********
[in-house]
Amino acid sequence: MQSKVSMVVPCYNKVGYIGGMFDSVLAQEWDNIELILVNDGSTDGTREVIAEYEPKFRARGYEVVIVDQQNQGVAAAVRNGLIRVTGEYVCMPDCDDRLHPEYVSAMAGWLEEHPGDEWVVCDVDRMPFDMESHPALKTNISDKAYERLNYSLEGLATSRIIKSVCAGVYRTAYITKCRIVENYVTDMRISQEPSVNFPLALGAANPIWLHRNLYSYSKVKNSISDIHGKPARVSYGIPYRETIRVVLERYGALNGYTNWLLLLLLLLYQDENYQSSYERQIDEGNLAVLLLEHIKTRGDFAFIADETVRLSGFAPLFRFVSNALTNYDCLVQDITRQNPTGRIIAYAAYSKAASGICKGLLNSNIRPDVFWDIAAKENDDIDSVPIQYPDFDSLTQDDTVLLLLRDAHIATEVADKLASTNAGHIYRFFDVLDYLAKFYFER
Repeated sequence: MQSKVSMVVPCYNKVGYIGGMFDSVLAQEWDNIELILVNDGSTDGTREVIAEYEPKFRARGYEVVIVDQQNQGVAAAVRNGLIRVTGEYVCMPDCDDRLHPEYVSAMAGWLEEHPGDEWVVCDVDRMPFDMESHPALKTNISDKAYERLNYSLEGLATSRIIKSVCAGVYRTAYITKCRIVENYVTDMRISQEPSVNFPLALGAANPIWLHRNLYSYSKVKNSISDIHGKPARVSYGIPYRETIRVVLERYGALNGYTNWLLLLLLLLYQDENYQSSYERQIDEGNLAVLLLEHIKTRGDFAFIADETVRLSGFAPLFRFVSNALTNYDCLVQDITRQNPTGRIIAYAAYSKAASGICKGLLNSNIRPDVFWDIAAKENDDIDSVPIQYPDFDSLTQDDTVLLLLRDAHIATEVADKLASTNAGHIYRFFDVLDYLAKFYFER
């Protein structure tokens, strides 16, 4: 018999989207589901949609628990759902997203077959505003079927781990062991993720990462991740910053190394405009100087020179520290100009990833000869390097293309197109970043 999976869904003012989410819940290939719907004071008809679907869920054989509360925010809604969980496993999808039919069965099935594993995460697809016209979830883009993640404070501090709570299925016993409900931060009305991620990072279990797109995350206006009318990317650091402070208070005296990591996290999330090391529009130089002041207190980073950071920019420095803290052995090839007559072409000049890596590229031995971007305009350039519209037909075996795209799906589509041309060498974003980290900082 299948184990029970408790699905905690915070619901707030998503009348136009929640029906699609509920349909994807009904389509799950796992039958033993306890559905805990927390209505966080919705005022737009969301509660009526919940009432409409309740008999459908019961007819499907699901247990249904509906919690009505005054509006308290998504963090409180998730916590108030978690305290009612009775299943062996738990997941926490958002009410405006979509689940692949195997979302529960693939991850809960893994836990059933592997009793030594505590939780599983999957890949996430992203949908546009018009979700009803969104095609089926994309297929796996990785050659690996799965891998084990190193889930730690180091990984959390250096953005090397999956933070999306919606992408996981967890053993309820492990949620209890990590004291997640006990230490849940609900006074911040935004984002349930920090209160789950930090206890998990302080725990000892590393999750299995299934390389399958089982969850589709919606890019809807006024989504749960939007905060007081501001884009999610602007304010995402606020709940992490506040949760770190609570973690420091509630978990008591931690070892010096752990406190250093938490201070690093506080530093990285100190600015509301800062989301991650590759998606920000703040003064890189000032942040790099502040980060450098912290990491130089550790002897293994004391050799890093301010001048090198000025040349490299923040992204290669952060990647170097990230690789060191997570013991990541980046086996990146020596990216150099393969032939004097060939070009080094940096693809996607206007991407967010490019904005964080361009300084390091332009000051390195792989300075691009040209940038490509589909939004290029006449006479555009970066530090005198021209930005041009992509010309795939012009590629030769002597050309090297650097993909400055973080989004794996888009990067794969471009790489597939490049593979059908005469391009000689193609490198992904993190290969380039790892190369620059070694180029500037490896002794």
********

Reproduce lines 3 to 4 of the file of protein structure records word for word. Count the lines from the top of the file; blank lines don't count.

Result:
Repeated sequence: MQSKVSMVVPCYNKVGYIGGMFDSVLAQEWDNIELILVNDGSTDGTREVIAEYEPKFRARGYEVVIVDQQNQGVAAAVRNGLIRVTGEYVCMPDCDDRLHPEYVSAMAGWLEEHPGDEWVVCDVDRMPFDMESHPALKTNISDKAYERLNYSLEGLATSRIIKSVCAGVYRTAYITKCRIVENYVTDMRISQEPSVNFPLALGAANPIWLHRNLYSYSKVKNSISDIHGKPARVSYGIPYRETIRVVLERYGALNGYTNWLLLLLLLLYQDENYQSSYERQIDEGNLAVLLLEHIKTRGDFAFIADETVRLSGFAPLFRFVSNALTNYDCLVQDITRQNPTGRIIAYAAYSKAASGICKGLLNSNIRPDVFWDIAAKENDDIDSVPIQYPDFDSLTQDDTVLLLLRDAHIATEVADKLASTNAGHIYRFFDVLDYLAKFYFER
């Protein structure tokens, strides 16, 4: 018999989207589901949609628990759902997203077959505003079927781990062991993720990462991740910053190394405009100087020179520290100009990833000869390097293309197109970043 999976869904003012989410819940290939719907004071008809679907869920054989509360925010809604969980496993999808039919069965099935594993995460697809016209979830883009993640404070501090709570299925016993409900931060009305991620990072279990797109995350206006009318990317650091402070208070005296990591996290999330090391529009130089002041207190980073950071920019420095803290052995090839007559072409000049890596590229031995971007305009350039519209037909075996795209799906589509041309060498974003980290900082 299948184990029970408790699905905690915070619901707030998503009348136009929640029906699609509920349909994807009904389509799950796992039958033993306890559905805990927390209505966080919705005022737009969301509660009526919940009432409409309740008999459908019961007819499907699901247990249904509906919690009505005054509006308290998504963090409180998730916590108030978690305290009612009775299943062996738990997941926490958002009410405006979509689940692949195997979302529960693939991850809960893994836990059933592997009793030594505590939780599983999957890949996430992203949908546009018009979700009803969104095609089926994309297929796996990785050659690996799965891998084990190193889930730690180091990984959390250096953005090397999956933070999306919606992408996981967890053993309820492990949620209890990590004291997640006990230490849940609900006074911040935004984002349930920090209160789950930090206890998990302080725990000892590393999750299995299934390389399958089982969850589709919606890019809807006024989504749960939007905060007081501001884009999610602007304010995402606020709940992490506040949760770190609570973690420091509630978990008591931690070892010096752990406190250093938490201070690093506080530093990285100190600015509301800062989301991650590759998606920000703040003064890189000032942040790099502040980060450098912290990491130089550790002897293994004391050799890093301010001048090198000025040349490299923040992204290669952060990647170097990230690789060191997570013991990541980046086996990146020596990216150099393969032939004097060939070009080094940096693809996607206007991407967010490019904005964080361009300084390091332009000051390195792989300075691009040209940038490509589909939004290029006449006479555009970066530090005198021209930005041009992509010309795939012009590629030769002597050309090297650097993909400055973080989004794996888009990067794969471009790489597939490049593979059908005469391009000689193609490198992904993190290969380039790892190369620059070694180029500037490896002794």